Interview with Grace Hurney, candidate for SGA Public Defender. She is running unopposed.
Note: Interviews with Kelsey Queen, Adam Pauley, Grace Hurney, and Spencer Stevens were conducted at the same time. Part of Matt Belcher's interview was also conducted at this time.
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Chris Slater: What’s your SGA experience?
Grace Hurney: I was appointed Freshman Senator in the fall of 2008, appointed justice in the spring of 2009, and I have served in the capacity of justice until this spring.
CS: What attracted you to the SGA?
GH: Being a freshman, and seeing the glitz and glamour of a somewhat larger institution, as opposed to a small high school. I applied, you know, wanted to make a difference. I was initially attracted to Justice, but they didn’t really put freshmen on as justices, which is probably a good call. But, I've always been very supportive of the idea Student Government, plus I'm a political science major, so it kind of fits.
CS: Why did you decide to run for your position?
GH: I've always admired the position of Public Defender. Just growing up in my household, my parents are defense attorneys, so my whole life has always been "fight the man" at this point, and I like the idea of representing the students, giving everyone a fair shot at say, a write-up where you really didn't - there are situations where things can get a little out of hand and we're not always able to take the time to sit and understand them and I'd like to make sure we give the students a voice. Especially, in the judicial process, because I don't believe it's well explained to everybody. Because, if you ask somebody the process, they'll be like, "I don’t know. You get an envelope, you turn it back in." You have options, and you have your rights. And, I want to defend the rights.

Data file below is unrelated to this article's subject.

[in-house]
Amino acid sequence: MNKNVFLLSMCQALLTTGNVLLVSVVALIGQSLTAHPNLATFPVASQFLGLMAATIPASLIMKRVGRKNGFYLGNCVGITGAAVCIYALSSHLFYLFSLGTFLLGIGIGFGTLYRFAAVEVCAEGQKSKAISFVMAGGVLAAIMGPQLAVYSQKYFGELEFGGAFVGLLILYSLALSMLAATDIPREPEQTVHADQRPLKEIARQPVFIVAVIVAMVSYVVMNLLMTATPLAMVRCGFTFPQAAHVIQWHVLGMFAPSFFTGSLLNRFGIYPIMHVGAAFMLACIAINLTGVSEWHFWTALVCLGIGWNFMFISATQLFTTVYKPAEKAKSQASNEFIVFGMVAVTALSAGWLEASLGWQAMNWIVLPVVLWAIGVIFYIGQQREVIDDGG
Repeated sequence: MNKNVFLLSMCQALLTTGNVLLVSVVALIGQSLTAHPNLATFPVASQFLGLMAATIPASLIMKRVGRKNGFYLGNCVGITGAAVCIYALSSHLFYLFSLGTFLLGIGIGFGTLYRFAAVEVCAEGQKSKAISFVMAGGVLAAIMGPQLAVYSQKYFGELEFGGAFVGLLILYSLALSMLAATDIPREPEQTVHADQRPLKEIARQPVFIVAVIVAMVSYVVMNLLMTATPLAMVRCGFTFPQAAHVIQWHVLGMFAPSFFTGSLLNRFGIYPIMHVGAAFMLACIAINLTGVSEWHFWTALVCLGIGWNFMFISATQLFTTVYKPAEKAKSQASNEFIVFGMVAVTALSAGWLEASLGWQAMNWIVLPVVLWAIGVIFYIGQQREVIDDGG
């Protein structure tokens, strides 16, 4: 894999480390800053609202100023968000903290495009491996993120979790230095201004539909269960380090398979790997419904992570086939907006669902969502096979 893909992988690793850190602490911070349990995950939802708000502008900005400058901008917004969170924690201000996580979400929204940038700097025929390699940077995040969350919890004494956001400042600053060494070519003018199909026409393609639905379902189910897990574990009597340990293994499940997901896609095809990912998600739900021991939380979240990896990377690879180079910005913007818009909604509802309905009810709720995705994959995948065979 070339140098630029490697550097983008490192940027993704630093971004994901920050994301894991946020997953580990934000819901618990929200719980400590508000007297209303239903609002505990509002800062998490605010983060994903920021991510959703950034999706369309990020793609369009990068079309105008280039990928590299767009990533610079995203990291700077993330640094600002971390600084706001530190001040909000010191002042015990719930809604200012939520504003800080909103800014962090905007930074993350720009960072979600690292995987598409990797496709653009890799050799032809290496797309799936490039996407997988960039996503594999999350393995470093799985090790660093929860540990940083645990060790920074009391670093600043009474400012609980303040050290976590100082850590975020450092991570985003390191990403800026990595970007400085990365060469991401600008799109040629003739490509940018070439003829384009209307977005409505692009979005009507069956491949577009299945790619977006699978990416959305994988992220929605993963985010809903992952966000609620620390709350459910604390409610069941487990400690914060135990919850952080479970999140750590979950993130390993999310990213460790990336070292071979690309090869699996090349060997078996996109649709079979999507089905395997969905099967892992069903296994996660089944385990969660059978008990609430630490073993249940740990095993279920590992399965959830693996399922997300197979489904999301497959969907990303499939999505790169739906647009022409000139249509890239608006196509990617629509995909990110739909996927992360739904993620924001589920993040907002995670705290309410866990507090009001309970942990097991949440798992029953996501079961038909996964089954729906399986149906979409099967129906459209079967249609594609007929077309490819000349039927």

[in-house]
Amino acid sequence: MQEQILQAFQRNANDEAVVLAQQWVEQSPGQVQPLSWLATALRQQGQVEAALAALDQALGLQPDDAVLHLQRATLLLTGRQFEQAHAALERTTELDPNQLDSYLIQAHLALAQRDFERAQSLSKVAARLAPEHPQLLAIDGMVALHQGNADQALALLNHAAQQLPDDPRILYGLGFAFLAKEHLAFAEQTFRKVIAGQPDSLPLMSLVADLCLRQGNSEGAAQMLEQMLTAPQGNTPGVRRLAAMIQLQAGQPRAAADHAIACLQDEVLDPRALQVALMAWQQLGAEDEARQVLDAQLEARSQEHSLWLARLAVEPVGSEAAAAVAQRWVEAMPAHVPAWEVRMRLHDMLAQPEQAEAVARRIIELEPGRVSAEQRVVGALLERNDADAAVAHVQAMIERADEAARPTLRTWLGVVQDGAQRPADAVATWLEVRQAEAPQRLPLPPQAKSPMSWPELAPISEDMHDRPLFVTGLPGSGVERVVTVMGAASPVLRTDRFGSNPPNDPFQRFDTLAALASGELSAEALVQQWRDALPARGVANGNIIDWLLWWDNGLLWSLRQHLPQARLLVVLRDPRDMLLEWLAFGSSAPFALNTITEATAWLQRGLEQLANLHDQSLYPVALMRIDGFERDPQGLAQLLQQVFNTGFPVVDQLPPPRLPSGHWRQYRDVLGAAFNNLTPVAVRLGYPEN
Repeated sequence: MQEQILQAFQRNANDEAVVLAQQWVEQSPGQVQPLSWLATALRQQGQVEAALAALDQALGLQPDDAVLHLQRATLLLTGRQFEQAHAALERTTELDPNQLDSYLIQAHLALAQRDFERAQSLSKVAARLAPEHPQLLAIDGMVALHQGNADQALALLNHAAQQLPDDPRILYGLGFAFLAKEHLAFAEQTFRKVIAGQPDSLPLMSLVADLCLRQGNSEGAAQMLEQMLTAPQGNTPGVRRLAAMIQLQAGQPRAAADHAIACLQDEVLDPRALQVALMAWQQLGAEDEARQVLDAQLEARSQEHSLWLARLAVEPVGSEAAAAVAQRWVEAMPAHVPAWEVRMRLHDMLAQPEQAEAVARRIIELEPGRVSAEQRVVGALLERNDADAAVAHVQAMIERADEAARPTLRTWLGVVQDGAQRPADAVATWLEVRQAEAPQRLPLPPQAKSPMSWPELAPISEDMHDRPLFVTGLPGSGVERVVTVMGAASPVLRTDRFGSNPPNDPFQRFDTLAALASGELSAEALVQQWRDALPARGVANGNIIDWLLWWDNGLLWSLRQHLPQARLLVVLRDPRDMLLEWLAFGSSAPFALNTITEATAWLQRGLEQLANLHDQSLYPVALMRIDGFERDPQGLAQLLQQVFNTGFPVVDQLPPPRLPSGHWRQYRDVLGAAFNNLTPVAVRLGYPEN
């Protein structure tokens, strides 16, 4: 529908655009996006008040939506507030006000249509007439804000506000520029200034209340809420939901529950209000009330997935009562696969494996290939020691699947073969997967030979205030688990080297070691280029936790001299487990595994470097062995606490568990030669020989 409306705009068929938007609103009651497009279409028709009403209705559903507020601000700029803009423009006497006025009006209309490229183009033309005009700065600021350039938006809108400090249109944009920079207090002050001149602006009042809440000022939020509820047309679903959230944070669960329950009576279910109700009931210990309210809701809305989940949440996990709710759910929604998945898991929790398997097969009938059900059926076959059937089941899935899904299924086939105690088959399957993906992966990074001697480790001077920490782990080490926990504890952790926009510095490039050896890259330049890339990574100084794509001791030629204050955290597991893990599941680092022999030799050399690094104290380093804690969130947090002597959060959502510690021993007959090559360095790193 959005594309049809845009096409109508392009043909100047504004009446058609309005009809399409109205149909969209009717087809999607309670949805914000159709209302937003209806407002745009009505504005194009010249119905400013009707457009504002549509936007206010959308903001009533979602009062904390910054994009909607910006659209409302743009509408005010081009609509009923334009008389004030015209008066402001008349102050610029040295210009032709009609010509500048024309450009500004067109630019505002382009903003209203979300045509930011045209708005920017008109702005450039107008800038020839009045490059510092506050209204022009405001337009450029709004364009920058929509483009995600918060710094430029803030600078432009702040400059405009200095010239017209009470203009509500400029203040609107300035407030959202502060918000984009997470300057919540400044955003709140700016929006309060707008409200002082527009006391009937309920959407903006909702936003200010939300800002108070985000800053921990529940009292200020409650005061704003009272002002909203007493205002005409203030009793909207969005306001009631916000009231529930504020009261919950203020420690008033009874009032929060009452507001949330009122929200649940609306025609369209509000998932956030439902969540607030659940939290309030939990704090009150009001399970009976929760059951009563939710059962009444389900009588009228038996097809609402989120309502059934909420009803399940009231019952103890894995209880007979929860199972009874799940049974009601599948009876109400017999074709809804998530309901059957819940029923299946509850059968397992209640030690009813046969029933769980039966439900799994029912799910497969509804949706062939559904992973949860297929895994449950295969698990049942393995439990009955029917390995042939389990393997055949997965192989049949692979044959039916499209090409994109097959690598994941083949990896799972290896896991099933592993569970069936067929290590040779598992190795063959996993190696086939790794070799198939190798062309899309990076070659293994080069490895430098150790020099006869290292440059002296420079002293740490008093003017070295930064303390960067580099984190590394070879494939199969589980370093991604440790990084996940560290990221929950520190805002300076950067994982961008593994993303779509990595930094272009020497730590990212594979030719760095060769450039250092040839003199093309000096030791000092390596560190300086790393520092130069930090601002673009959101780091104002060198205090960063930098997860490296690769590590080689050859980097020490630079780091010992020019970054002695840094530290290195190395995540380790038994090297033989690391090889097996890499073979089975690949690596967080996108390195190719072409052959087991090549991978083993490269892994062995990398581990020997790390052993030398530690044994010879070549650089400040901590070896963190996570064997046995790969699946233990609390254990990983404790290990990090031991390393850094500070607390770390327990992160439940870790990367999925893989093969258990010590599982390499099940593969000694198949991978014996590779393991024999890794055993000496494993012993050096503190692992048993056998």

CS: What are some areas the SGA is doing well in, and what do you think they can improve?
GH: I'll go ahead and speak on the judicial aspect, as I've been out of the legislature for quite some time. I believe right now, we're embarking on a really good path with the judiciary and we've instituted community service instead of the traditional probations. Like, there used to be social probation or full probation. And, the idea would be if you violated it, a sort-of published rule or regulation, you could get, let's say, a week of social probation, when means you go here, here, here, and here. Library, cafe, your dorm, you can't go anywhere else. But, the thing is, who tracks that? Actually, no one.
So, at this point, we instituted community service, which is being monitored by the Prime Justice, which 1) is more rehabilitation, which is what we want to promote. More rehabilitation, instead of punishment. We don't want to say, "Well, you went out the wrong door, let's give you two weeks of full probation. 1) Full probation doesn't really do anything. And, then it looks on their record and when they apply for graduate school, it goes, "Oh, look at them, they had two weeks of full probation, whatever that may be."
Instead, we can give them community service and we can have it benefit the community, benefit the campus. Eco Club, pick up the recycling. You know what, you may find out you like Eco Club. Join a club, help the campus. Other than that, I think the community service initiative is great. I can't really say anything negative about the judiciary, other than we'll have a whole lot of new Justices in the fall.
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For more information on Grace's campaign, visit the Facebook group, "THE NEW DEAL TICKET."